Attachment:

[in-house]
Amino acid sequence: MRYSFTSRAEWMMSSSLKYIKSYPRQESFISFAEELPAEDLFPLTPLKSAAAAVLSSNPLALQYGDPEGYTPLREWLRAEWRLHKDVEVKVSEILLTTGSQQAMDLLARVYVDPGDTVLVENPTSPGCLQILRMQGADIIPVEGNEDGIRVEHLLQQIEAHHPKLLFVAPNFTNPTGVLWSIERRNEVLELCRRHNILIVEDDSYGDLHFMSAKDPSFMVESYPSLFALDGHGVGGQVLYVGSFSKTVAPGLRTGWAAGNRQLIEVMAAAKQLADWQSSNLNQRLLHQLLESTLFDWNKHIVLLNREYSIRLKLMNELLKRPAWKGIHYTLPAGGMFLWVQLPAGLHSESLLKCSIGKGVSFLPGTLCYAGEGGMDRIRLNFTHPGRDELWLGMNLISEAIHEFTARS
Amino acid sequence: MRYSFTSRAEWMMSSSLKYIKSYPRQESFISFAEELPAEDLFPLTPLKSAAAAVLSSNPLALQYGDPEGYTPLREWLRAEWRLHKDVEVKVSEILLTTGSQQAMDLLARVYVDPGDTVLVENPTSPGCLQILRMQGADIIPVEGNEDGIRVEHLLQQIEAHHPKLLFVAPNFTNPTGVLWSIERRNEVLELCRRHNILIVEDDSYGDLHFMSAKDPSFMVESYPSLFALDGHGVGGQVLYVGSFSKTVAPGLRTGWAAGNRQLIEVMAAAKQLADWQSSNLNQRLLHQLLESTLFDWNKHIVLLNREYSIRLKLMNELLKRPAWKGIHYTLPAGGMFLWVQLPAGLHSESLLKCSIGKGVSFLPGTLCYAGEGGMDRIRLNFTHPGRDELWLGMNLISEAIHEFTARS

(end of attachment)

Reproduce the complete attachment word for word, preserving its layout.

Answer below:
[in-house]
Amino acid sequence: MRYSFTSRAEWMMSSSLKYIKSYPRQESFISFAEELPAEDLFPLTPLKSAAAAVLSSNPLALQYGDPEGYTPLREWLRAEWRLHKDVEVKVSEILLTTGSQQAMDLLARVYVDPGDTVLVENPTSPGCLQILRMQGADIIPVEGNEDGIRVEHLLQQIEAHHPKLLFVAPNFTNPTGVLWSIERRNEVLELCRRHNILIVEDDSYGDLHFMSAKDPSFMVESYPSLFALDGHGVGGQVLYVGSFSKTVAPGLRTGWAAGNRQLIEVMAAAKQLADWQSSNLNQRLLHQLLESTLFDWNKHIVLLNREYSIRLKLMNELLKRPAWKGIHYTLPAGGMFLWVQLPAGLHSESLLKCSIGKGVSFLPGTLCYAGEGGMDRIRLNFTHPGRDELWLGMNLISEAIHEFTARS
Amino acid sequence: MRYSFTSRAEWMMSSSLKYIKSYPRQESFISFAEELPAEDLFPLTPLKSAAAAVLSSNPLALQYGDPEGYTPLREWLRAEWRLHKDVEVKVSEILLTTGSQQAMDLLARVYVDPGDTVLVENPTSPGCLQILRMQGADIIPVEGNEDGIRVEHLLQQIEAHHPKLLFVAPNFTNPTGVLWSIERRNEVLELCRRHNILIVEDDSYGDLHFMSAKDPSFMVESYPSLFALDGHGVGGQVLYVGSFSKTVAPGLRTGWAAGNRQLIEVMAAAKQLADWQSSNLNQRLLHQLLESTLFDWNKHIVLLNREYSIRLKLMNELLKRPAWKGIHYTLPAGGMFLWVQLPAGLHSESLLKCSIGKGVSFLPGTLCYAGEGGMDRIRLNFTHPGRDELWLGMNLISEAIHEFTARS